Tom Rosenthal looks forward to the shamefully long overdue Lowry retrospective at Tate Britain. ARTS In f rom the coldong overdue O ne day in Berlin, I saw the rerun of the RA's Young British Artists exhibition at the Hamburger Bahnhof, Berlin's equivalent...
Letters
Being good without God Sir: It is a rash person who tangles with the Chief Rabbi, but his piece on 'Atheism and barbarism' (15 June) shocked me. After championing until his last paragraph the old lie that religious belief is a necessary foundation for...
Long Life
My collection of poultry here in Northamptonshire (consisting at present of six ducks and eight hens) includes two little chattering call ducks named Boris and Marina. I called the drake Boris after the Mayor of London, and its partner Marina after...
Low Life
'Good morning, sir!' said Wendy: black shirt, green craftsman's apron. The idea of having a person loitering by the entrance to greet and welcome the customer has spread from trendy California-based clothing-chain outlet Hollister to the DIY megastores....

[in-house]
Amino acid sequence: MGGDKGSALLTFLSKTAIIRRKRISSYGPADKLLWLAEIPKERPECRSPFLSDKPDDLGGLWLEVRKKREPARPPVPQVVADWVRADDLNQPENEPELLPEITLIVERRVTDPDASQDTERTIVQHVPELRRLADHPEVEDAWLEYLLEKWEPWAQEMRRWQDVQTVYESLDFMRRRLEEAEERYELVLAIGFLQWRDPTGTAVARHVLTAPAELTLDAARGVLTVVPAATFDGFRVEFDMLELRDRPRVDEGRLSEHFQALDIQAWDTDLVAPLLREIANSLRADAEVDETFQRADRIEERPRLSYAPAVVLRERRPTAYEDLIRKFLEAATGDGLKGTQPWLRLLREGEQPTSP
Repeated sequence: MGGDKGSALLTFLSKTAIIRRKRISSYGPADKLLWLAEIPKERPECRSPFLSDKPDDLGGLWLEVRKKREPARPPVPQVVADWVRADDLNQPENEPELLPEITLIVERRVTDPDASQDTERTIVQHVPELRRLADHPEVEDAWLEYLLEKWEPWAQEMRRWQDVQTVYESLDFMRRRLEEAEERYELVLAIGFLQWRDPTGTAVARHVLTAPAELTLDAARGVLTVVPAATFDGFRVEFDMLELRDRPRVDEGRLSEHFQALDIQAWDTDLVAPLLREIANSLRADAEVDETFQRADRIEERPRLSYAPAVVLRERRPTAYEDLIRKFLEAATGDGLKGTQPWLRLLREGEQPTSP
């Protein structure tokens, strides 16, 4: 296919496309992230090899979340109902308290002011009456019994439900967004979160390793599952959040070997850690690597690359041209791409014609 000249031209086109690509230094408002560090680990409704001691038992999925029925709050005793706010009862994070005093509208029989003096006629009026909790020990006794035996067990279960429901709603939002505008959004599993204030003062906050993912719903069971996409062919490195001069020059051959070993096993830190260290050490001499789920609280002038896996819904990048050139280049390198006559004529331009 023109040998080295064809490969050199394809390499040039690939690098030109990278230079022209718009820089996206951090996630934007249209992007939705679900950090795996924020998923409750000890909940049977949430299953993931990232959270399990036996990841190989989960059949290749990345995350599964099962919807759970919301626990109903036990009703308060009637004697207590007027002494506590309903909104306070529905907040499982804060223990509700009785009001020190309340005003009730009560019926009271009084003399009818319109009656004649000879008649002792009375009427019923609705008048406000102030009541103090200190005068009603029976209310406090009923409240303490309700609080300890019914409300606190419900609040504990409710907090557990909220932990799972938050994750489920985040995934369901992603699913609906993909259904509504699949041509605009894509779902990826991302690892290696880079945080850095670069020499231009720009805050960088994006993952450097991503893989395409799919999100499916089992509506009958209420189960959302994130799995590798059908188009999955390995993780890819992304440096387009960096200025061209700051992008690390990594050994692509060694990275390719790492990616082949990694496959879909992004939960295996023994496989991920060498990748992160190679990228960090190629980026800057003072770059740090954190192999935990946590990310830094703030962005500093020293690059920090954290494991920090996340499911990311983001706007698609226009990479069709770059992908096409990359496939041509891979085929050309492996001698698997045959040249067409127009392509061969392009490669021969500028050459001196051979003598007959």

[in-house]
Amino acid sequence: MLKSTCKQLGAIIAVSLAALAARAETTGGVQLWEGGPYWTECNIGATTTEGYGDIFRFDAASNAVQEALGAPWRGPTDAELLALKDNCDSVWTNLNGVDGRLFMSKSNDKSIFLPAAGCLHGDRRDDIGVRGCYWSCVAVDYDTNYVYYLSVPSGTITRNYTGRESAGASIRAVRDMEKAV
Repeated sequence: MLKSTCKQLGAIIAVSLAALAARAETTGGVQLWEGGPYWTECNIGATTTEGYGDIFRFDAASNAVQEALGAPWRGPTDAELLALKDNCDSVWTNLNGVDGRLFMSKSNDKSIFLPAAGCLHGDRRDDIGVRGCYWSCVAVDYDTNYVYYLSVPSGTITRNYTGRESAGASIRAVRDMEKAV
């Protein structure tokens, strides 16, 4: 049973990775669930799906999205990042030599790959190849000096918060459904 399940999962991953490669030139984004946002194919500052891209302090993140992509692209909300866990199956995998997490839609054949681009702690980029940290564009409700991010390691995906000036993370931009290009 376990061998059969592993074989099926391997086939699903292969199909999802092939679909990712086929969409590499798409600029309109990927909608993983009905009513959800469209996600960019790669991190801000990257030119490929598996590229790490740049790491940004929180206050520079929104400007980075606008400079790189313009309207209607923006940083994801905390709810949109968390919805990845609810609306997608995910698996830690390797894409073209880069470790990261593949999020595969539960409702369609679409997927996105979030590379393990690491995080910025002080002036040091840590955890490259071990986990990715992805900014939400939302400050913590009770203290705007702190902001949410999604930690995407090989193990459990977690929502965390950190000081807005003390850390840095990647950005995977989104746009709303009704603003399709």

Middle Kingdom
Could China be the key to peace between Israel and Iran? It's exactly ten years since Iranian dissidents first blew the cover of a secret uraniumenrichment facility under a mountain at Natanz, in a bleak stretch of desert near Isfahan. Ever since, relations...
Neanderthal Man
What Fresh Lunacy is This? The Authorised Biography of Oliver Reed by Robert Sellers Constable, £20, pp. 500, ISBN 9781472101129 Midway through this startling book, Robert Sellers asks himself a question with such apparent seriousness I barked with...
Opera Great Britten
Death in Venice ENO, in rep until 26 June Lohengrin Birmingham Thomas Mann, Gustav von Aschenbach, Benjamin Britten, united in a common interest, one the expression of which is still taboo, yet which Mann succeeded in writing a bestseller about, and...
Osborne's Green Shoots
The other day, George Osborne was walking with his wife across the courtyard of the Royal Academy. In the evening sunshine, the Chancellor spotted another Tory MP in the opposite corner. The MP was on his mobile: a wave would have seen courtesies observed....
Portrait of the Week
On the eve of the G8 summit, at a press conference with David Cameron, the Prime Minister, President Vladimir Putin of Russia bluntly opposed British proposals to aid the Syrian opposition: 'People who not only kill their enemies, but open up their...
Puzzling Messages
Paul Nash: Landscape and the Life of Objects by Andrew Causey Lund Humphries, £35, pp. 168, ISBN 9781848220966 Andrew Causey opens his book on a slightly defensive note: Paul Nash, he says is often identified as Britain's outstanding 20thcentury landscape...